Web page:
February 28, 2018 // 4 p.m.
Developer: Facepunch Studios
Publisher: Facepunch Studios
Few games do death quite as ignominiously as Facepunch Studios' Rust. During my time playing I've starved to death, been gored by wild pigs, fallen from cliffs, and once drowned in a freezing lake after falling off a shipwreck. I've been chased through the woods by men with crossbows, brutally hacked to death with a stone hatchet, impaled upon a spear and left to bleed out, and murdered in my sleep.
Most of these times my character has been entirely naked, and in several cases so has my killer. In one particularly memorable instance, I encountered a woman with no trousers on, wielding a stone axe. I was armed with a basic wooden spear, and we stood squaring each other up for several minutes before she decided to retreat. I figured that was the end of it, but a short while later she returned, having retrieved a gun from somewhere, and shot me in the chest. Mortally wounded, I lay there helpless as she walked over, pulled out a spear of her own, and finished the job.
Such brutality is Rust's defining characteristic, one which arguably makes it the ultimate survival game. Rust forces players to contend with almost every kind of threat imaginable, from wolves to tanks, from stone age tools to nuclear radiation. It combines a technology tree that ranges from the neolithic to the Anthropocene, with a mentality that is rooted squarely in the former of those two eras. The result is a world where semi-nude cavemen are mercilessly gunned down by marauding bands of super-soldiers. There are no rules governing player interaction. You're fair game at any time by anyone, and the only way to stay alive is to be stronger, smarter, and more capable than the people around you.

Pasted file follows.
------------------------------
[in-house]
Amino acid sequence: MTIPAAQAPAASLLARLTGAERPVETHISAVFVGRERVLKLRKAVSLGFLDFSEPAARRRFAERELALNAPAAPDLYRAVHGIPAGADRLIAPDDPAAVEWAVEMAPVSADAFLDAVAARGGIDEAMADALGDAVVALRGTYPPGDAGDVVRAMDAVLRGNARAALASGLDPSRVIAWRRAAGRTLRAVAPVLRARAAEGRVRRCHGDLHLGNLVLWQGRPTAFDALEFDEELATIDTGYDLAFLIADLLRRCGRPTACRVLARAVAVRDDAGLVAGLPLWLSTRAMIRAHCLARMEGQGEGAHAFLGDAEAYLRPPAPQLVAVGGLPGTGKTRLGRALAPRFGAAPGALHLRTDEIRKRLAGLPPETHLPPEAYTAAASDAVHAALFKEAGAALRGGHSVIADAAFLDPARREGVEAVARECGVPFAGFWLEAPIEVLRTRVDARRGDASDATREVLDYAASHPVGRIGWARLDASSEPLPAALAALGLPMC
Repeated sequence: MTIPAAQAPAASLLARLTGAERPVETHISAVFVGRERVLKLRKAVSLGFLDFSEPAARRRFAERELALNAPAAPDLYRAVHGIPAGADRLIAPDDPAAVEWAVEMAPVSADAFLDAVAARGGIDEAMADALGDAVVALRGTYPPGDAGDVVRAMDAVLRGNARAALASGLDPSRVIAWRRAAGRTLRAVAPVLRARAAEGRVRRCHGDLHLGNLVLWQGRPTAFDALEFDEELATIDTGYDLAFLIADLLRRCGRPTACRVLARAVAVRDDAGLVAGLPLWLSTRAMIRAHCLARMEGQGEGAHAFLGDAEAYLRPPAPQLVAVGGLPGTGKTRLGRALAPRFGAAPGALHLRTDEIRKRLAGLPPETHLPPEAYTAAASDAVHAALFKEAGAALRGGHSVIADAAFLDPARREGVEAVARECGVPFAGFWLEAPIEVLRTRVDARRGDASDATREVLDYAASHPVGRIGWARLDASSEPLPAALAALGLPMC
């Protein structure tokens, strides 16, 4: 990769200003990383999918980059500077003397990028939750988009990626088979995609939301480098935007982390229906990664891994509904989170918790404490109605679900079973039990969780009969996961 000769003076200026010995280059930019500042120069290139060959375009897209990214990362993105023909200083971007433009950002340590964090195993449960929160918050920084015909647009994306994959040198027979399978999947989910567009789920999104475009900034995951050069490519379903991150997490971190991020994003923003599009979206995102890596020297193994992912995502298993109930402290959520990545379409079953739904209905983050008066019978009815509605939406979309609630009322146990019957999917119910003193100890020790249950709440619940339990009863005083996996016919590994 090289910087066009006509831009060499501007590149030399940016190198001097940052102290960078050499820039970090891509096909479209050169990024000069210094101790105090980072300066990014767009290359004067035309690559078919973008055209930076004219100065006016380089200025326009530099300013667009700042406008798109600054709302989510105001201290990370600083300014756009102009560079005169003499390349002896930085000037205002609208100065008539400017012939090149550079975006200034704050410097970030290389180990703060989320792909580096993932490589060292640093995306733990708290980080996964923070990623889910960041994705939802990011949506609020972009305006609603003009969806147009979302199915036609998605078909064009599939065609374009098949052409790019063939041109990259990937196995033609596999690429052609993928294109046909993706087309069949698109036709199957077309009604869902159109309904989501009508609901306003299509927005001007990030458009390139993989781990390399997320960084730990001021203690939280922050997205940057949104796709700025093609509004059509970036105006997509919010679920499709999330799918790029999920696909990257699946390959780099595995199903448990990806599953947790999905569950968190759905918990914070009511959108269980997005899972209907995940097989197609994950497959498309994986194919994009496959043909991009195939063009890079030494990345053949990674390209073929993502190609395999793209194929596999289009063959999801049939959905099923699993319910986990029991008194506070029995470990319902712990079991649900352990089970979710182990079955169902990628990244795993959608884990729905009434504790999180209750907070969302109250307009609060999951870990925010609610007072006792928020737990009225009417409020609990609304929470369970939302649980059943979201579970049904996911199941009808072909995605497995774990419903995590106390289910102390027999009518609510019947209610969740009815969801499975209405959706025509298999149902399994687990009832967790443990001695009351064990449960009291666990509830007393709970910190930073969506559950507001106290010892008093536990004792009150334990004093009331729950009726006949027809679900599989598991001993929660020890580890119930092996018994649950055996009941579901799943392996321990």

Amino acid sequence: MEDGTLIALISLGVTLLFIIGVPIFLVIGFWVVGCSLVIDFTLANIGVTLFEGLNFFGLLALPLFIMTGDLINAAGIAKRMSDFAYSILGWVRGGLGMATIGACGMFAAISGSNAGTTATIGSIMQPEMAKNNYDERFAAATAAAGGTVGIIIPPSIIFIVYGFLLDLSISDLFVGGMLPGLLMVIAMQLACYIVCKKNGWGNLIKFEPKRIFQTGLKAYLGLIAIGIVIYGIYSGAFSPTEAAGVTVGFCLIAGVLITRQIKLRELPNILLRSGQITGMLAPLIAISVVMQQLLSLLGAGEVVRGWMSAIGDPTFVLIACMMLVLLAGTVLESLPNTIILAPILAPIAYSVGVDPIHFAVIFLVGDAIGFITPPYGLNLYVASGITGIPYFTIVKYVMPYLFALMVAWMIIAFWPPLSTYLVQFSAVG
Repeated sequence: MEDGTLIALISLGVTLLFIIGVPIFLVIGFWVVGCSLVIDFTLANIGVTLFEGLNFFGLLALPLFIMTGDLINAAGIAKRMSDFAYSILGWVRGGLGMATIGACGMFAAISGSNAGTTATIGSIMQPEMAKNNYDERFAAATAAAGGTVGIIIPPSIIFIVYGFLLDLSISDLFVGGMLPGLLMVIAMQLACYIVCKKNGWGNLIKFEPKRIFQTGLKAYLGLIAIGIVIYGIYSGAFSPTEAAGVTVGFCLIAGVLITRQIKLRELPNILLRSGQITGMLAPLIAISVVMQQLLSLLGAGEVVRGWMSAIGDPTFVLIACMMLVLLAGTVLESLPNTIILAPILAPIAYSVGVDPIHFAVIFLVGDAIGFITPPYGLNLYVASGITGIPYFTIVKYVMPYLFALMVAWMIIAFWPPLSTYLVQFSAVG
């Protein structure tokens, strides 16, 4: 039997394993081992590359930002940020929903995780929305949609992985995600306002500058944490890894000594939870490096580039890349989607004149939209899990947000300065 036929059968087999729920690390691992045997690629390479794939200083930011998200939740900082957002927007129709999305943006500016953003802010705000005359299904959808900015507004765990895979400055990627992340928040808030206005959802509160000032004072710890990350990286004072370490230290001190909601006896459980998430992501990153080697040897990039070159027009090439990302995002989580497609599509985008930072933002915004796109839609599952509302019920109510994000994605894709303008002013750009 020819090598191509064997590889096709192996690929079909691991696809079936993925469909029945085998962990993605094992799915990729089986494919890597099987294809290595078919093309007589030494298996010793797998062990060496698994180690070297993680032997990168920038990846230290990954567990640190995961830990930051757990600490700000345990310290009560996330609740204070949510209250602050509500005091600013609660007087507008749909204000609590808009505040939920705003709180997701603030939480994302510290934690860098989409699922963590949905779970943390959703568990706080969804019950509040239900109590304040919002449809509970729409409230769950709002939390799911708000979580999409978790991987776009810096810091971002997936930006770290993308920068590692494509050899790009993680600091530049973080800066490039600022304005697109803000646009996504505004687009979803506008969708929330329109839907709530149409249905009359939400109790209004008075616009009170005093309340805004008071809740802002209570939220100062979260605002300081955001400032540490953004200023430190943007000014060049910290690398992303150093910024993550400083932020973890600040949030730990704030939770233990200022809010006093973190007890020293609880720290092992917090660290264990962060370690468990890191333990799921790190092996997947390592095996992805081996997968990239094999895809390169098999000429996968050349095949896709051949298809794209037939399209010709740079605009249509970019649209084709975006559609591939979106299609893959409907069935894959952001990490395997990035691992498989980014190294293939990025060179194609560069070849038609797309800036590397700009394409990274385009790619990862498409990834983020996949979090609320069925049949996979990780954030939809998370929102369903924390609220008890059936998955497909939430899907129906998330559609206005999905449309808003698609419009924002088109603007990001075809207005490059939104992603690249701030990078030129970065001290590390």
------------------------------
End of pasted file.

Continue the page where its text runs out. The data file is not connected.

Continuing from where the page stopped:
Beyond the fact that Rust is tough and often nasty, is there anything else that's special about it? This is a question I find harder to answer. There are certainly aspects to Rust that I like, and of the survival experiences out there it's one of the more polished and comprehensive offerings. But when you look around at many of Rust's contemporaries, it's difficult to deny that there are far more interesting and innovative experiences within this particular sphere.
Perhaps this shouldn't be surprising. Although Rust has only just officially launched, this is not a new game. Rust first released in 2013, following hot on the heels of DayZ to capitalise on the sudden craving for gritty, player-driven survival experiences. At the time, Rust distinguished itself from the ArmA II mod through its detailed crafting system, switching the focus from looting dishevelled post-Soviet buildings to crafting basic tools and structures.
Since then, the developer's emphasis seems to have mainly been on deepening and refining these systems, and the resulting game is both visually rather pretty and plentiful in its content. Like DayZ, your character awakes near the coast of the game's fictitious island hellscape. Unlike DayZ, your character is entirely naked. Both their gender and ethnicity are automatically and permanently assigned. Your inventory contains just two items, a rock and a torch (never use the torch, it will get you killed). The game provides no guidance, only simple instructions such as “collect wood” and “make a campfire”.
Unless you're extremely lucky, your first few lives in Rust will be brief and horrible. You'll wander randomly around the island, hitting stuff with your rock to see if it drops resources, all while watching your food and water bars deplete with alarming speed. You'll probably begin to starve, as there are no obvious food sources other than animals that are tough to kill. But chances are you won't actually succumb to starvation. It's far more likely you'll be casually murdered by someone passing by.